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William Findlay


In office
December 16, 1817 – December 19, 1820
Preceded by Simon Snyder
Succeeded by Joseph Hiester

In office
1821 – 1827
Preceded by Jonathan Roberts
Succeeded by Isaac D. Barnard

Born June 20, 1768
Mercersburg, Pennsylvania
Died November 12, 1846 (aged 78)
Harrisburg, Pennsylvania
Political party Democratic-Republican Party

William Findlay (June 20, 1768 – November 12, 1846) was the fourth Governor of Pennsylvania from 1817 to 1820. A Jeffersonian Democrat, and lawyer by training, Findlay served in the state legislature and was elected state treasurer in 1807. He remained in this position until 1817 when he was nominated for the post of governor in the state's first open convention. He was the first governor to lead the state from its new capital of Harrisburg, running many of the functions of government out of his own home while the new capitol building was under construction. He was defeated for re-election in 1820 by Joseph Hiester, but was elected to the U.S. Senate in 1821 and later served as director of the U.S. Mint. He is interred at Harrisburg Cemetery.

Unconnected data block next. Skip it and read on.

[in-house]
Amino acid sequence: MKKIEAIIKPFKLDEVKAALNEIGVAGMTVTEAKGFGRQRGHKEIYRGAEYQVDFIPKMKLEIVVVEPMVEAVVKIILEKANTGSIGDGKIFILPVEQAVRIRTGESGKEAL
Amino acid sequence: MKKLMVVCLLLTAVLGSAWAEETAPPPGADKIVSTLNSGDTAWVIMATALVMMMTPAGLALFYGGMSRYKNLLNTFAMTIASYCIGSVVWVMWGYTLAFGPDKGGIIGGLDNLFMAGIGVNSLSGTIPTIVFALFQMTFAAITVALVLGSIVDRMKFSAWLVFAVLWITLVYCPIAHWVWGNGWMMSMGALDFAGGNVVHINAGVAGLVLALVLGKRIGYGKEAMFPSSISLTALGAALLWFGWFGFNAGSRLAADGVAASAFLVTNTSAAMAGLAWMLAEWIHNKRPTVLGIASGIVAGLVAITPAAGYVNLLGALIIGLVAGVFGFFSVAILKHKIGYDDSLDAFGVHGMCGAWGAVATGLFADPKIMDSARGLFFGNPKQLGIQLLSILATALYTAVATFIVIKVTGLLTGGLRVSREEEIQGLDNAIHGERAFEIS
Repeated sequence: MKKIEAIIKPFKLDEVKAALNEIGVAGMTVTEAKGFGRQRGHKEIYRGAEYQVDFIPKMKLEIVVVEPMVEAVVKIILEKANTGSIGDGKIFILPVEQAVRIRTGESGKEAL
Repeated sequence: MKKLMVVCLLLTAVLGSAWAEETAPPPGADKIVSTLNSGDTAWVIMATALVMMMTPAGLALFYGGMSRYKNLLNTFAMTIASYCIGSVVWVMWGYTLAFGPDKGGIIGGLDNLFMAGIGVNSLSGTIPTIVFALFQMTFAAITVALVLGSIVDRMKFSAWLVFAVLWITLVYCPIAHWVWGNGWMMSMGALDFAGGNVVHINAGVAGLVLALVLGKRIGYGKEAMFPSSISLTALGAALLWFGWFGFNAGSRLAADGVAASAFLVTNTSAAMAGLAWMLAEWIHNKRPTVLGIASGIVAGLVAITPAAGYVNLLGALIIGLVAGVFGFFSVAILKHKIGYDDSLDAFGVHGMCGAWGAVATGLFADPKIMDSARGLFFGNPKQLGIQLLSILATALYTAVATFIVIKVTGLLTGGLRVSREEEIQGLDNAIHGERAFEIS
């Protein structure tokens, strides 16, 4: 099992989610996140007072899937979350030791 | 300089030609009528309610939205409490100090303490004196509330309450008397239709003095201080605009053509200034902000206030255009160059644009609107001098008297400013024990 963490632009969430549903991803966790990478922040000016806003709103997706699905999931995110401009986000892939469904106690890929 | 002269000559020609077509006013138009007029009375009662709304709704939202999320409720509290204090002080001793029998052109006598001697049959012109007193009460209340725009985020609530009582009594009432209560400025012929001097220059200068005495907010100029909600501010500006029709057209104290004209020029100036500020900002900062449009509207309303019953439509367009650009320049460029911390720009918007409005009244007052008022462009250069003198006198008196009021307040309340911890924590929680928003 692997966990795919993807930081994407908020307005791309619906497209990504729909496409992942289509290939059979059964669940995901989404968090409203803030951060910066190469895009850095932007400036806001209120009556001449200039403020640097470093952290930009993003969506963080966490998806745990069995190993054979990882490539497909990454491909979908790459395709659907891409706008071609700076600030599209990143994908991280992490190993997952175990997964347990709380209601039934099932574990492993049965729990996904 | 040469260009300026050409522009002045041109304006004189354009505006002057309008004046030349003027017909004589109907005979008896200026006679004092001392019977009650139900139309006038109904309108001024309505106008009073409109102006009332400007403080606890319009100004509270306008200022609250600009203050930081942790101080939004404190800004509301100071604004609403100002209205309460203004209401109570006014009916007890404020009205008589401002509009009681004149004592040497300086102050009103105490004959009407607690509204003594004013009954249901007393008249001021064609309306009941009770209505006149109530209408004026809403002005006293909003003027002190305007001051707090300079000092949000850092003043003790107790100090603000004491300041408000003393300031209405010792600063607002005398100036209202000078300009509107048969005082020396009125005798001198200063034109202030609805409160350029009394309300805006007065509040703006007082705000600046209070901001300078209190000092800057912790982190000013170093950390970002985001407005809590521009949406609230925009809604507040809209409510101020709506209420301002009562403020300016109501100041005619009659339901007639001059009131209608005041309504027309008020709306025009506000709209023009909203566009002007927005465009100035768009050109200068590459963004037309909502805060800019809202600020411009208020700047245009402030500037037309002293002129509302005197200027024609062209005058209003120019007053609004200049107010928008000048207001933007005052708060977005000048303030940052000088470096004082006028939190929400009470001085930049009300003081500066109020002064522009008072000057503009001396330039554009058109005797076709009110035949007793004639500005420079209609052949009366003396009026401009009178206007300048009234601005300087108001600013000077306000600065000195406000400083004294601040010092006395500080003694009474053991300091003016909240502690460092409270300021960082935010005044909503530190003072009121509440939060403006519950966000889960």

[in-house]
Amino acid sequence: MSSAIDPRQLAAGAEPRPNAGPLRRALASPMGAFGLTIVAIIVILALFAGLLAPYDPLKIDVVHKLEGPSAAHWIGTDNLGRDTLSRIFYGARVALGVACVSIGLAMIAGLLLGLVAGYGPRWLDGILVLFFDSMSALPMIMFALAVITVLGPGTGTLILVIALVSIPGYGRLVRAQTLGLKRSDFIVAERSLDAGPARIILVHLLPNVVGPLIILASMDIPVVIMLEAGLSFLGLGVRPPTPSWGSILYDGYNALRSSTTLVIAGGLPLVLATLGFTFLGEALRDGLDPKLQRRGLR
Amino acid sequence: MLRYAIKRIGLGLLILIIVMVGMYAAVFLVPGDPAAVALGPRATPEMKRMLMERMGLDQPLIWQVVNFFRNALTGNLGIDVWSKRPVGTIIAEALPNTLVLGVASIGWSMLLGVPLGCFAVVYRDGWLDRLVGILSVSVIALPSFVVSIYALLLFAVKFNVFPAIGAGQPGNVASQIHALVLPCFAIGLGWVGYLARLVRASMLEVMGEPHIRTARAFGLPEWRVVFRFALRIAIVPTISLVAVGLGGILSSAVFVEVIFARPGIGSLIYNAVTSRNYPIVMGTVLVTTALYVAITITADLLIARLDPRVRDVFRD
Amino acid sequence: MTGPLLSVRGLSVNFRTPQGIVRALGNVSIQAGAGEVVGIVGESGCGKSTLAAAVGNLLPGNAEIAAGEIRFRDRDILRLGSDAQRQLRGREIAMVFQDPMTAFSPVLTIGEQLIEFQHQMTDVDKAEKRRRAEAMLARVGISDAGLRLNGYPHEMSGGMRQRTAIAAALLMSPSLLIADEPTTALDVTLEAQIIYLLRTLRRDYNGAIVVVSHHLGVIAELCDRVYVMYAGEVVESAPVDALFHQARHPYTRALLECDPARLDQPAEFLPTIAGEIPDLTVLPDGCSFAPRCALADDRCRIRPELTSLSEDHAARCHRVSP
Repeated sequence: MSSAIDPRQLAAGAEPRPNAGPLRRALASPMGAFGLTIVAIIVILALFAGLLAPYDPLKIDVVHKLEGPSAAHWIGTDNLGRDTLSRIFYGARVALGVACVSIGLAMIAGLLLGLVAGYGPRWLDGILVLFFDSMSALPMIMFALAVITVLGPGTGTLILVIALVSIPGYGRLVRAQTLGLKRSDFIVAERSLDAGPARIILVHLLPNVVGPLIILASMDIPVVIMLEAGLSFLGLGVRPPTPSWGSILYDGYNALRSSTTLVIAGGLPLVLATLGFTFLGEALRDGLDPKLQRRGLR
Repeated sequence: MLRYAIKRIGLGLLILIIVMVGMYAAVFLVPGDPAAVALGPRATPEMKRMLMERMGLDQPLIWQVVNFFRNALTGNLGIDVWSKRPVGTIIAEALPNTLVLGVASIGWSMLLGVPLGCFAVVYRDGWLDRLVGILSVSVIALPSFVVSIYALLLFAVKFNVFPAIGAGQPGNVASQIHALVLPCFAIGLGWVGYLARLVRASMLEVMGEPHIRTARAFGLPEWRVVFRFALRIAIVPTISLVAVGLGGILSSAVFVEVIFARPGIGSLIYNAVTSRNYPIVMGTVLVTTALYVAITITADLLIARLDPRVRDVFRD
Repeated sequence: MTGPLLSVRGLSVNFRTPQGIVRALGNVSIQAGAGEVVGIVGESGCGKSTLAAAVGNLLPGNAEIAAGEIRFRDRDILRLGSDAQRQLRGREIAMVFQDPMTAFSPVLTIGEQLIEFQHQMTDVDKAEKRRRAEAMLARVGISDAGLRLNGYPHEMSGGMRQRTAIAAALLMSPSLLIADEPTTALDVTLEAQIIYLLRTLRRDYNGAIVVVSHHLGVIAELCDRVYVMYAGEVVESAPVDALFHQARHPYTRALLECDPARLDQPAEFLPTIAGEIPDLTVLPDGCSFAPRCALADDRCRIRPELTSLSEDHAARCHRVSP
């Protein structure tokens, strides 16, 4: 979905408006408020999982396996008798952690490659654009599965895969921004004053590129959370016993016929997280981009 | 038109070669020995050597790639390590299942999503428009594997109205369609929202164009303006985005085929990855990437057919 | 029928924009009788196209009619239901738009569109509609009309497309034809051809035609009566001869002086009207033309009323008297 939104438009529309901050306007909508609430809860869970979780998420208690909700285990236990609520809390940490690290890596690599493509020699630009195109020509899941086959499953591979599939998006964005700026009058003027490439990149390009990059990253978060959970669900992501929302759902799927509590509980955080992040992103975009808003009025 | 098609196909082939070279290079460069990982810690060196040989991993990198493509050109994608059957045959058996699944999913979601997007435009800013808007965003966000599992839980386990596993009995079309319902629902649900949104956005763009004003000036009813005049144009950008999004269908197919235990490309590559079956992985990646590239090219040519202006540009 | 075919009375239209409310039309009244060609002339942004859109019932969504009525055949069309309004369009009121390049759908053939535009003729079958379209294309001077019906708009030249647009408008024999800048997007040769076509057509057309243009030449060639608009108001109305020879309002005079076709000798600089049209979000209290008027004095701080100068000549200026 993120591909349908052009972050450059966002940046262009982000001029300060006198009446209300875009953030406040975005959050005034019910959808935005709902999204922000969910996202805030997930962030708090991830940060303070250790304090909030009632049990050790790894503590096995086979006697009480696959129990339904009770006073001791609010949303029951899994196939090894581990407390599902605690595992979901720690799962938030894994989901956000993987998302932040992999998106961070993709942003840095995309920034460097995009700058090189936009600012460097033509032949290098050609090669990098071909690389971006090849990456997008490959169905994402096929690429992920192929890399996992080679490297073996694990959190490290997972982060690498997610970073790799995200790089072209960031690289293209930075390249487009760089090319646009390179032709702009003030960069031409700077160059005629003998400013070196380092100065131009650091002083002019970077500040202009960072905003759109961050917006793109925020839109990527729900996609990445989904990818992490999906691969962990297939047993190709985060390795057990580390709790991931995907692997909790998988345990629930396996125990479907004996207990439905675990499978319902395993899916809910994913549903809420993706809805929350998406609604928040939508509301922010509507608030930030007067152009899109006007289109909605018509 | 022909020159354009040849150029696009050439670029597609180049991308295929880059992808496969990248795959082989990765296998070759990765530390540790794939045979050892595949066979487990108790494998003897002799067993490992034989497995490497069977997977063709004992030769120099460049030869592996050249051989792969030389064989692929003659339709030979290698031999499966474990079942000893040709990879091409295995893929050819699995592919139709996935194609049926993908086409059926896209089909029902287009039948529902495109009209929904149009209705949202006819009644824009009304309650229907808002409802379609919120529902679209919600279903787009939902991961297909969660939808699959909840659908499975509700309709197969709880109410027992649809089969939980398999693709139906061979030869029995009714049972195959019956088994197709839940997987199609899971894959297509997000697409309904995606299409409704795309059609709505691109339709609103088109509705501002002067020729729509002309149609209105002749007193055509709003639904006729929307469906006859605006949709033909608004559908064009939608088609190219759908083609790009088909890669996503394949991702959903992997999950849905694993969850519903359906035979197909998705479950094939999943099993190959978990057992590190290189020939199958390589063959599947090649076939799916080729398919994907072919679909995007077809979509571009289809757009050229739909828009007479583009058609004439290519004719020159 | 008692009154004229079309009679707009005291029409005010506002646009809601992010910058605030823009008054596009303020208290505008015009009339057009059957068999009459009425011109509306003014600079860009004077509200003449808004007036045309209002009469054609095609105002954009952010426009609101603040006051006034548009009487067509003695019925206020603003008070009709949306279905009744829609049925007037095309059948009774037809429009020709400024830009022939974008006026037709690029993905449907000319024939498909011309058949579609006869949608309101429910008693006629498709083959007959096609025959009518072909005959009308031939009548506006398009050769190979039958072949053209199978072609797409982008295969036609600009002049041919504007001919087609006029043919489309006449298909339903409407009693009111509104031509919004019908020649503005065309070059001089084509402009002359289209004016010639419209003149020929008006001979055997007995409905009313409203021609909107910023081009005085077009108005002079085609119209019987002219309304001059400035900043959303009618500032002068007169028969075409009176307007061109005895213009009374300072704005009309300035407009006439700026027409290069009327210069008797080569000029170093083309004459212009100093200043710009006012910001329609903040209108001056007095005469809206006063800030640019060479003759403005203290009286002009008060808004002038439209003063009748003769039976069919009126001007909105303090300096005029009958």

Findlay Township in Western Pennsylvania and Findlay Commons on the campus of Penn State University are both named for Governor Findlay.

He was the brother of United States Congressman John and United States Congressman and Cincinnati mayor James Findlay.

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External links

Political offices
Preceded by
Simon Snyder
Governor of Pennsylvania
1817–1820
Succeeded by
Joseph Hiester
United States Senate
Preceded by
Jonathan Roberts
United States Senator (Class 1) from Pennsylvania
1821–1827
Served alongside: Walter Lowrie, William Marks
Succeeded by
Isaac D. Barnard
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